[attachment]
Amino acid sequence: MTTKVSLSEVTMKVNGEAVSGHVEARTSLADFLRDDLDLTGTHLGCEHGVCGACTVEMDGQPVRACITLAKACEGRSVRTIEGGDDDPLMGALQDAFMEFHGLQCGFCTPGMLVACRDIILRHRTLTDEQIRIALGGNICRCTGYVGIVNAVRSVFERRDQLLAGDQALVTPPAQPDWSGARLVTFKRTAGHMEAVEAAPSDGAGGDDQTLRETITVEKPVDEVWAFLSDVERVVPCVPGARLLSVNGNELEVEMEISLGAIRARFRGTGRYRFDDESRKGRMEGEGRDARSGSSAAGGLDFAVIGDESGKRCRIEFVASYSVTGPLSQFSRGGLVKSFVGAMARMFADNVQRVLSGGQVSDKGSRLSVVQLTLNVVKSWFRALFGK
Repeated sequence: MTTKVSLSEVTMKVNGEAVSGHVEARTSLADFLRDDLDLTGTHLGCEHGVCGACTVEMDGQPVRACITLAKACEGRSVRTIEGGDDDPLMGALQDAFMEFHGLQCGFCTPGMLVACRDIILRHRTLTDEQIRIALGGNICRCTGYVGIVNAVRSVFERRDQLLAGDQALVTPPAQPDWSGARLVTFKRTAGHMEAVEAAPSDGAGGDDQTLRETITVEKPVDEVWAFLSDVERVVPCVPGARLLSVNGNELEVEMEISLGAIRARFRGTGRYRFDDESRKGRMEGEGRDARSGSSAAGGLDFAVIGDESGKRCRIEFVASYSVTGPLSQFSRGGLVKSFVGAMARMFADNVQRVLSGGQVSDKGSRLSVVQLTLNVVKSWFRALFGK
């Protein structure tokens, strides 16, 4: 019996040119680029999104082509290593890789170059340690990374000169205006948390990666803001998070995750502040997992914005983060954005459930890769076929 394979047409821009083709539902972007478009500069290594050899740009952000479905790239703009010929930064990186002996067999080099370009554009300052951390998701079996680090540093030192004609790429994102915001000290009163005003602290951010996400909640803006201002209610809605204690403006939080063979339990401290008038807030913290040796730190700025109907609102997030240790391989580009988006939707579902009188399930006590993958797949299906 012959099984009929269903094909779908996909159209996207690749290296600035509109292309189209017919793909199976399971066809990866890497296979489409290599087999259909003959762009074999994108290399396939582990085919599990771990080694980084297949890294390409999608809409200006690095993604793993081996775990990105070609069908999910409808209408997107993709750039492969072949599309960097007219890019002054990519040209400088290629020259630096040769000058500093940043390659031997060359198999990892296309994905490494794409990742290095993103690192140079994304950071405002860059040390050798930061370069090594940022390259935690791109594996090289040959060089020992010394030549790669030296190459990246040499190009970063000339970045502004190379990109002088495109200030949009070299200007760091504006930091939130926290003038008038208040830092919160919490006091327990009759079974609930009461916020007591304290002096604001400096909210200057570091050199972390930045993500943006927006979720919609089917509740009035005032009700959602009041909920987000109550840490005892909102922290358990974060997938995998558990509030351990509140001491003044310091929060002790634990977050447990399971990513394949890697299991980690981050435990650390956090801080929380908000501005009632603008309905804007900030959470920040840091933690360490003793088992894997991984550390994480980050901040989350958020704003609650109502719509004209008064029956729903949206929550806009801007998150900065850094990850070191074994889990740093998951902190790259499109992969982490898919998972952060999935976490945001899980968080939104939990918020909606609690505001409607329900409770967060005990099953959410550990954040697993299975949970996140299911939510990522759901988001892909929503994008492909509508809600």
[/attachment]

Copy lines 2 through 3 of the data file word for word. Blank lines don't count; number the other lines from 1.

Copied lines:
Repeated sequence: MTTKVSLSEVTMKVNGEAVSGHVEARTSLADFLRDDLDLTGTHLGCEHGVCGACTVEMDGQPVRACITLAKACEGRSVRTIEGGDDDPLMGALQDAFMEFHGLQCGFCTPGMLVACRDIILRHRTLTDEQIRIALGGNICRCTGYVGIVNAVRSVFERRDQLLAGDQALVTPPAQPDWSGARLVTFKRTAGHMEAVEAAPSDGAGGDDQTLRETITVEKPVDEVWAFLSDVERVVPCVPGARLLSVNGNELEVEMEISLGAIRARFRGTGRYRFDDESRKGRMEGEGRDARSGSSAAGGLDFAVIGDESGKRCRIEFVASYSVTGPLSQFSRGGLVKSFVGAMARMFADNVQRVLSGGQVSDKGSRLSVVQLTLNVVKSWFRALFGK
């Protein structure tokens, strides 16, 4: 019996040119680029999104082509290593890789170059340690990374000169205006948390990666803001998070995750502040997992914005983060954005459930890769076929 394979047409821009083709539902972007478009500069290594050899740009952000479905790239703009010929930064990186002996067999080099370009554009300052951390998701079996680090540093030192004609790429994102915001000290009163005003602290951010996400909640803006201002209610809605204690403006939080063979339990401290008038807030913290040796730190700025109907609102997030240790391989580009988006939707579902009188399930006590993958797949299906 012959099984009929269903094909779908996909159209996207690749290296600035509109292309189209017919793909199976399971066809990866890497296979489409290599087999259909003959762009074999994108290399396939582990085919599990771990080694980084297949890294390409999608809409200006690095993604793993081996775990990105070609069908999910409808209408997107993709750039492969072949599309960097007219890019002054990519040209400088290629020259630096040769000058500093940043390659031997060359198999990892296309994905490494794409990742290095993103690192140079994304950071405002860059040390050798930061370069090594940022390259935690791109594996090289040959060089020992010394030549790669030296190459990246040499190009970063000339970045502004190379990109002088495109200030949009070299200007760091504006930091939130926290003038008038208040830092919160919490006091327990009759079974609930009461916020007591304290002096604001400096909210200057570091050199972390930045993500943006927006979720919609089917509740009035005032009700959602009041909920987000109550840490005892909102922290358990974060997938995998558990509030351990509140001491003044310091929060002790634990977050447990399971990513394949890697299991980690981050435990650390956090801080929380908000501005009632603008309905804007900030959470920040840091933690360490003793088992894997991984550390994480980050901040989350958020704003609650109502719509004209008064029956729903949206929550806009801007998150900065850094990850070191074994889990740093998951902190790259499109992969982490898919998972952060999935976490945001899980968080939104939990918020909606609690505001409607329900409770967060005990099953959410550990954040697993299975949970996140299911939510990522759901988001892909929503994008492909509508809600």